Naming

• Each function is named either with a noun describing the result it returns, or with a verb describing the action it does to its argument. (Or the function is a predicate and is named as suggested below.)

• In a function definition, the name of each parameter is a noun saying what, in the world of ideas, the parameter represents.

• Or the name of a parameter is the name of an entity in the problem statement, or a name from the underlying mathematics.

• Or the name of a parameter is short and conventional. For example, a magnitude or count might be n or m. An index might be i, j, or k. A pointer might be p; a string might be s. A variable might be x; an expression might be e. A list might be xs or ys.

• Names that are visible only in a very small scope are short and conventional.

• Functions' names contain appropriate nouns and verbs, but the names are more complex than needed to convey the function's meaning.

• Functions' names contain some suitable nouns and verbs, but they don't convey enough information about what the function returns or does.

• The name of a parameter is a noun phrase formed from multiple words.

• Although the name of a parameter is not short and conventional, not an English noun, and not a name from the math or the problem, it is still recognizable---perhaps as an abbreviation or a compound of abbreviations.

• Names that are visible only in a very small scope are reasonably short.

• Function's names include verbs that are too generic, like "calculate", "process", "get", "find", or "check"

• Auxiliary functions are given names that don't state their contracts, but that instead indicate a vague relationship with another function. Often such names are formed by combining the name of the other function with a suffix such as aux, helper, 1, or even _.

• Course staff cannot identify the connection between a function's name and what it returns or what it does.

• The name of a parameter is a compound phrase phrase which could be reduced to a single noun.

• The name of some parameter is not recognizable---or at least, course staff cannot figure it out.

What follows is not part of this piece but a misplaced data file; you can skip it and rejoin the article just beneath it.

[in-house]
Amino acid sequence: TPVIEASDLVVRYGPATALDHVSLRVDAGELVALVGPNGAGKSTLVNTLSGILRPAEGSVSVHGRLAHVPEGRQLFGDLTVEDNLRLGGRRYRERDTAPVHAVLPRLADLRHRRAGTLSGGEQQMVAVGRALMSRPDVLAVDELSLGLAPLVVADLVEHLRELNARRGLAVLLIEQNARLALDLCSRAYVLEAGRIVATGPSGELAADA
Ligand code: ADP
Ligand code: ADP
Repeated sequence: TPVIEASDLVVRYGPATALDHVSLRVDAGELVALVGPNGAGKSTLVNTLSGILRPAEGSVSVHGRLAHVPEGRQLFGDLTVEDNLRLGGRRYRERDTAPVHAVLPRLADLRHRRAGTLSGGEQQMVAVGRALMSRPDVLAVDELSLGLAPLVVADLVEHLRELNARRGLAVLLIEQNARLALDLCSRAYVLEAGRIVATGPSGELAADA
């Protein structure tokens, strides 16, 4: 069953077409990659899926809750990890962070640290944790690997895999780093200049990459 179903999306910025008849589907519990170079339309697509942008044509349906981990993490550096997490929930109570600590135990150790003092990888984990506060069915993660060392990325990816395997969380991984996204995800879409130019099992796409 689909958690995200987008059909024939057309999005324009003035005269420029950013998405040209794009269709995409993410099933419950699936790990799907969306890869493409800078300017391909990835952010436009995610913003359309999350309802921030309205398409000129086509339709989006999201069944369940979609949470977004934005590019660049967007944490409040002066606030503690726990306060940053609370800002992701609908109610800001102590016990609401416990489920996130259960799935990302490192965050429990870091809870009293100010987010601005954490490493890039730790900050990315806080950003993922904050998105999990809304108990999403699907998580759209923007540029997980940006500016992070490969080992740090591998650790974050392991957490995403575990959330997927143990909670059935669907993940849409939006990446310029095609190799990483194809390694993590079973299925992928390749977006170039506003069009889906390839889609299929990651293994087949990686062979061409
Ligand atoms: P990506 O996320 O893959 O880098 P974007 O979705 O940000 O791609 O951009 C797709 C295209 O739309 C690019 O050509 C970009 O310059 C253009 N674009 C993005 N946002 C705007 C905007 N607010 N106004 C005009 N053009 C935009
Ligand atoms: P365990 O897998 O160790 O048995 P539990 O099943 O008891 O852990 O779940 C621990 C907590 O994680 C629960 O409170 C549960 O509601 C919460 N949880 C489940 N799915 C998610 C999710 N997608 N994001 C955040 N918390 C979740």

• The name of a list parameter is neither a plural noun form nor a conventional name like xs or ys.

• Long names are used in very small scopes (exception granted for some function parameters).

• Very short names are used with global scope.

Documentation

• The contract of each function is clear from the function's name, the names of its parameters, and perhaps a one-line comment describing the result.

• When names are not enough, each function is documented with a contract that explains what the function returns, in terms of the parameters, which are mentioned by name.

• From the name of a function, the names of its parameters, and the accompanying documentation, it is easy to determine how each parameter affects the result.

• Documentation appears consistent with the code being described.

• As an alternative to internal documentation, a function's documentation may refer the reader to the problem specification where the function's contract is given.

• A function's contract omits some parameters.

• A function's documentation mentions every parameter, but does not specify a contract.

• A function's documentation includes information that is redundant with the code, e.g., "this function has two parameters."

• A function's contract omits some constraints on parameters, e.g., forgetting to say that the contract requires nonnegative parameters.

• A function is not named after the thing it returns, and the function's documentation does not say what it returns.

• A function's documentation includes a narrative description of what happens in the body of the function, instead of a contract that mentions only the parameters and result.

• A function's documentation neither specifies a contract nor mentions every parameter.

• There are multiple functions that are not part of the specification of the problem, and from looking just at the names of the functions and the names of their parameters, it's hard for us to figure out what the functions do.

• Documentation appears inconsistent with the code being described.

Structure

• Short problems are solved using simple anonymous lambda expressions, not named helper functions.

New: Quicksort does not use append and is implemented using at most three define and lambda, in any combination.

New: Or, Quicksort uses append and is implemented using at most two define and lambda, in any combination.

New: Quicksort uses one null? test and one if

New: Quicksort has a very solid explanation for why it terminates.

New: Or, Quicksort has a believable explanation for why it terminates.